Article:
Re: Last IO discussion

2009-08-19 Thread Troels Liebe Bentsen
Very interesting read, that opens a whole new can of worms. How should we
behave when we actually read file names from the filesystem.

As for the path literal the newest revision of S32-setting-library should make
most people happy as the default is OS independent and abstract. More
strictness can be set with use flags or more verbose syntax, this should also
make it easier to make portable programmes in Perl 6. So far I'm quite happy
with the current result, way to go people :)

But what should we do when reading path's from the filesystem is still
a problem.

We can go the old Perl 5 way of treating filenames as binary by default and
then trying to convert it based on local encoding settings.

But this just mean any sane program will have to do an explicit, decoding to a
Unicode path or string.

Like we do in Perl 5:

my $file = readdir $dir;
$decoded_file = eval { decode(utf8, $file, Encode::FB_CROAK); };
if($@) {
  # Try something else as this was clearly not utf8.
} else {
  $file = $decoded_file;

But then again is this reasonable, on both Windows and MacOS X we know exactly
what we get as the filesystem will tell us. Even FAT has an encoding attribute
telling us what encoding the filesystem is in. And given that the OS actually
refuses to write files that are not valid, it would be a safe bet that a Path
can be decoded with that encoding.

So the problem of knowing encoding really only exists on Unix/Linux. This is
mainly because As POSIX does not care about encoding and most filesystems seem
to follow. But who knows if future filesystems will still be so lax with input,
the current trend of putting more database features in the filesystem might
also bring some more input validation, and the future we might not have to deal
with the insanity of multiple encodings.

Apparently JFS today has the option of limiting file name encoding.

Even without a filesystem restriction, on Linux/Unix we have a default encoding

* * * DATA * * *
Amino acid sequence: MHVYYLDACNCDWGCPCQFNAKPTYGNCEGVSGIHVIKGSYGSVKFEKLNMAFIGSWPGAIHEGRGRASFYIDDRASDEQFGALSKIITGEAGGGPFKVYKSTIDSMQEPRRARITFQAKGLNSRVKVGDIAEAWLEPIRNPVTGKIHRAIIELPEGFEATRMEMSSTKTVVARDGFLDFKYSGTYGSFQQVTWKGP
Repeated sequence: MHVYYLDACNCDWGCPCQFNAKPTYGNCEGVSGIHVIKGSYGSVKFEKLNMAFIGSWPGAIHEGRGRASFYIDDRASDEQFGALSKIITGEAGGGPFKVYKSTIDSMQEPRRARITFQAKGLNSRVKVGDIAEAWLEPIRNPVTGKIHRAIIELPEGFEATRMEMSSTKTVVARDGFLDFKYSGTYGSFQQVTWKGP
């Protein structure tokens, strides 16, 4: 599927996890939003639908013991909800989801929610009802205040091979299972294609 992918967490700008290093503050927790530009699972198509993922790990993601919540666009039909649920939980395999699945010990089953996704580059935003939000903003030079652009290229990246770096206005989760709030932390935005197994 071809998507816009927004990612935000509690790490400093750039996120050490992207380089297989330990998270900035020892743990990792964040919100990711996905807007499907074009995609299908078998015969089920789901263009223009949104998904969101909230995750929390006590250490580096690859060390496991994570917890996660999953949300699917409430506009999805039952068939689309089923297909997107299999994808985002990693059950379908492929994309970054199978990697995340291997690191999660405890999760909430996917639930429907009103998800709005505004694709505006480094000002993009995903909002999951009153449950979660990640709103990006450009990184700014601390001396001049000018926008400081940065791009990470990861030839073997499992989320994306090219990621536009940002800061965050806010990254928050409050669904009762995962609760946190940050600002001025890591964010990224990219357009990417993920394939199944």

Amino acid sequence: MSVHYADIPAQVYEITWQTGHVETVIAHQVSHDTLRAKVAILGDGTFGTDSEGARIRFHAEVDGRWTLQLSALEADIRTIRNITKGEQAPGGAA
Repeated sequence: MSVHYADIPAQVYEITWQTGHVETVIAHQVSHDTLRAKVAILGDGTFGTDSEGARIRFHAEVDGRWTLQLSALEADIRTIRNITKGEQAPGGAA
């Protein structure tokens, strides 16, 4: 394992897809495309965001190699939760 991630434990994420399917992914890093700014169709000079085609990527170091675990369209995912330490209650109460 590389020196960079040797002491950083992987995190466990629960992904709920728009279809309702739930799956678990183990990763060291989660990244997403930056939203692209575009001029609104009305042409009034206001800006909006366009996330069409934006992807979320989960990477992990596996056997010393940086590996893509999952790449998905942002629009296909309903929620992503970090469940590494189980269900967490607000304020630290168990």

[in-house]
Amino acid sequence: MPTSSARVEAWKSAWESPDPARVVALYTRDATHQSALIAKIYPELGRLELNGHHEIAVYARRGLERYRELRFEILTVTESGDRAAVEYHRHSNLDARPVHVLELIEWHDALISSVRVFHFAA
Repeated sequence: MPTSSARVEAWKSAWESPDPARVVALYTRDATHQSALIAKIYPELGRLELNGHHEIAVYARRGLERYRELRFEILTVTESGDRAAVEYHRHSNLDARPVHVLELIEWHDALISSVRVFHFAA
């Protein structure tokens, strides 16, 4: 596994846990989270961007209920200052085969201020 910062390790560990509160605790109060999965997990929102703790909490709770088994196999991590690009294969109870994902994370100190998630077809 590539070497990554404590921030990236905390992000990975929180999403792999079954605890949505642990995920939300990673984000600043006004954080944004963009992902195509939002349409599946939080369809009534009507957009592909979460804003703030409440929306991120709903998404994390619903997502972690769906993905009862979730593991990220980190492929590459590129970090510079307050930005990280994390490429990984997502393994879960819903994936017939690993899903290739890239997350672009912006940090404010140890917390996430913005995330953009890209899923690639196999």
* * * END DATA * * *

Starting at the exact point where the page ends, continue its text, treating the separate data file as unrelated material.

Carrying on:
specified in the locale that most software will respect, so when I name a file
ÆØÅ on my Ubuntu box all my programs will show it as such and not give me a
garbled string. So even if we have no guaranty that file names are encoded in
what the locale is set to, it's the best information we have.

One could always argue that even if the filesystem restricts file name input,
one still have the option of ignoring this as one encoded string of bytes will
be valid under the rules of another encoding just with another meaning. But
this file name will be wrong in all other programs, so why should it be correct
or unspecified(as in just a stream of bytes) in Perl 6?

My idea of working with file names would be that we default to locale or
filesystem settings, but give the options of working with paths/file names as
binary or a specific encoding.

my $file = readdir $dir; # Default to locale settings. fx utf8

This will return a UTF8 encoded Path unless and if this fails, no decoding will
be done and we return a binary Path.

my $file = readdir $dir, :utf8; # Decodes as utf8

my $file = readdir $dir, :bin; # No decoding is done

The whole reason for this is paths and filenames should not be special, it's
just another form of user input, where we should have some sane default so it
does what we expect.

More reading on the topic:

Python 3 problems:

Unicode handling in Linux:

Regards Troels.

On Wed, Aug 19, 2009 at 03:17, Timothy S. wrote:
        See this link.

        In particular, I thought Tom Christiansen's long message had some
 relevant info about filename literals.


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Re: Last IO discussion

2009-08-19 Thread David Green

On 2009-Aug-19, at 5:00 am, Troels Liebe Bentsen wrote:
My idea of working with file names would be that we default to  
locale or
filesystem settings, but give the options of working with paths/file  
names as

binary or a specific encoding.

As mentioned in the old thread, encoding is only vaguely related to  
The problem (or one of them) is that if I create a file today, and  
then change my locale tomorrow, I end up with a garbled filename.  Of  
course, people don't as a rule change to a different locale every day,  
but I still think this is a situation where we need to put the onus on  
the user.

That is, either Perl can determine the encoding (e.g. because the  
filesystem indicates it in some way), or else the user needs to pick  
one explicitly.  If you get a list of files from reading a dir, and  
don't need to display the names or anything, you might get away with  
treating them as undistinguished bytes; but as soon as Perl does  
anything that needs an encoding and one hasn't been specified, it  
should complain bitterly.

It's the same reasoning why I think specifying a timezone should be  
required: it's not that much work for the user to add use  
IO::Encoding $volume = utf-8, and at least that way naive users  
will be alerted to the fact that something's going on.  It's up to  
them how much effort they think is worth devoting to the issue, but at  
least they will be warned that there's an issue there to grapple with.